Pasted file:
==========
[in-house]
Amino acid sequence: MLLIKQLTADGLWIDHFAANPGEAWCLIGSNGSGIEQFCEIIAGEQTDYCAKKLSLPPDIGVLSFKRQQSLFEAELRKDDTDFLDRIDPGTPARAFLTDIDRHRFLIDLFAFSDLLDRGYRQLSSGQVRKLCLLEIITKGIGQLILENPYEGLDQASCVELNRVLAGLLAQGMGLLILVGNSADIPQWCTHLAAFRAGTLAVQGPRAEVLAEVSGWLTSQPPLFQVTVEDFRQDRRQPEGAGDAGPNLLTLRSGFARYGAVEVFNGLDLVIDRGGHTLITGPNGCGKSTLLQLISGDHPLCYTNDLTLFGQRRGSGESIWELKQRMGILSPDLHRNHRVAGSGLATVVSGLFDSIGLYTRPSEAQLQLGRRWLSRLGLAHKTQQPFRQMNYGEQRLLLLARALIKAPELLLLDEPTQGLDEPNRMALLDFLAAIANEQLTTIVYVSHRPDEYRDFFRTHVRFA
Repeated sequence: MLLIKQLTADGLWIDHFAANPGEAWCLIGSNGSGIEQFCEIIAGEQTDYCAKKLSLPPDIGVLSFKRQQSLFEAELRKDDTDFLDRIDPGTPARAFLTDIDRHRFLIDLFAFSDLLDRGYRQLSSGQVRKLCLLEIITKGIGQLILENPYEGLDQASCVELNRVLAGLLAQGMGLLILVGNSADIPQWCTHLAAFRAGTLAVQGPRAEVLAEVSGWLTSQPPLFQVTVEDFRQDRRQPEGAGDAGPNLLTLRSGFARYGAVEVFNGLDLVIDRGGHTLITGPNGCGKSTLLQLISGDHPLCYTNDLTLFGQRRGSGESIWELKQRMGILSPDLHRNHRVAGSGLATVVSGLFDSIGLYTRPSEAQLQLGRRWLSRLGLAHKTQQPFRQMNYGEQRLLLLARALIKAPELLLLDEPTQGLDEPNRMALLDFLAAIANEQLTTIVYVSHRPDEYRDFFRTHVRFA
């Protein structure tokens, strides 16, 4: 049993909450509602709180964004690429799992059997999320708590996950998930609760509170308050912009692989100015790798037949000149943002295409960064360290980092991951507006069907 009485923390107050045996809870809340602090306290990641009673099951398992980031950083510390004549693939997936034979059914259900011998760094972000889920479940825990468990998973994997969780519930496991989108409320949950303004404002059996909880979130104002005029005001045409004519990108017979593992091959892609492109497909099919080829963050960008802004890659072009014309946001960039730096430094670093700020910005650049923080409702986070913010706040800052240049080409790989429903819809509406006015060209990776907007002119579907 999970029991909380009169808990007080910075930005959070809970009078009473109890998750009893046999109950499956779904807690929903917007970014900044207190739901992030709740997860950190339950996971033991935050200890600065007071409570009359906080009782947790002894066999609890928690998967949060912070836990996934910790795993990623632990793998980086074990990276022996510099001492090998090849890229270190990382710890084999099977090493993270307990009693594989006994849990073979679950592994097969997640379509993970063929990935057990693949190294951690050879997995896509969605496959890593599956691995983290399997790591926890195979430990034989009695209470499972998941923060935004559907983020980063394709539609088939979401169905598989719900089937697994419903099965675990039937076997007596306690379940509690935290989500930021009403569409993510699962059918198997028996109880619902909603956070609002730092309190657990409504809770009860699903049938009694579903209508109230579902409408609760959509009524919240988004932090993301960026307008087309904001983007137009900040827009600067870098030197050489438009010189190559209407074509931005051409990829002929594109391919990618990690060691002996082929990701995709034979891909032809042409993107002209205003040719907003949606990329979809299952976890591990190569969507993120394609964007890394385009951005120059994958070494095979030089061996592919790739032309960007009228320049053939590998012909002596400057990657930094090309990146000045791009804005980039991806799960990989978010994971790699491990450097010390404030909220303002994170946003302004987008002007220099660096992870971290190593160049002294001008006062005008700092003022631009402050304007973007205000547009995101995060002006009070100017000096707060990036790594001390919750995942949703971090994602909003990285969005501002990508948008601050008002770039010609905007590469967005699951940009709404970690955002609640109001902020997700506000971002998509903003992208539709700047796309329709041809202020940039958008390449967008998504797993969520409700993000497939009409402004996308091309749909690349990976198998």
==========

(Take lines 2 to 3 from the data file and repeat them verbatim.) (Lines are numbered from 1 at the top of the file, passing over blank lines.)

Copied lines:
Amino acid sequence: MLLIKQLTADGLWIDHFAANPGEAWCLIGSNGSGIEQFCEIIAGEQTDYCAKKLSLPPDIGVLSFKRQQSLFEAELRKDDTDFLDRIDPGTPARAFLTDIDRHRFLIDLFAFSDLLDRGYRQLSSGQVRKLCLLEIITKGIGQLILENPYEGLDQASCVELNRVLAGLLAQGMGLLILVGNSADIPQWCTHLAAFRAGTLAVQGPRAEVLAEVSGWLTSQPPLFQVTVEDFRQDRRQPEGAGDAGPNLLTLRSGFARYGAVEVFNGLDLVIDRGGHTLITGPNGCGKSTLLQLISGDHPLCYTNDLTLFGQRRGSGESIWELKQRMGILSPDLHRNHRVAGSGLATVVSGLFDSIGLYTRPSEAQLQLGRRWLSRLGLAHKTQQPFRQMNYGEQRLLLLARALIKAPELLLLDEPTQGLDEPNRMALLDFLAAIANEQLTTIVYVSHRPDEYRDFFRTHVRFA
Repeated sequence: MLLIKQLTADGLWIDHFAANPGEAWCLIGSNGSGIEQFCEIIAGEQTDYCAKKLSLPPDIGVLSFKRQQSLFEAELRKDDTDFLDRIDPGTPARAFLTDIDRHRFLIDLFAFSDLLDRGYRQLSSGQVRKLCLLEIITKGIGQLILENPYEGLDQASCVELNRVLAGLLAQGMGLLILVGNSADIPQWCTHLAAFRAGTLAVQGPRAEVLAEVSGWLTSQPPLFQVTVEDFRQDRRQPEGAGDAGPNLLTLRSGFARYGAVEVFNGLDLVIDRGGHTLITGPNGCGKSTLLQLISGDHPLCYTNDLTLFGQRRGSGESIWELKQRMGILSPDLHRNHRVAGSGLATVVSGLFDSIGLYTRPSEAQLQLGRRWLSRLGLAHKTQQPFRQMNYGEQRLLLLARALIKAPELLLLDEPTQGLDEPNRMALLDFLAAIANEQLTTIVYVSHRPDEYRDFFRTHVRFA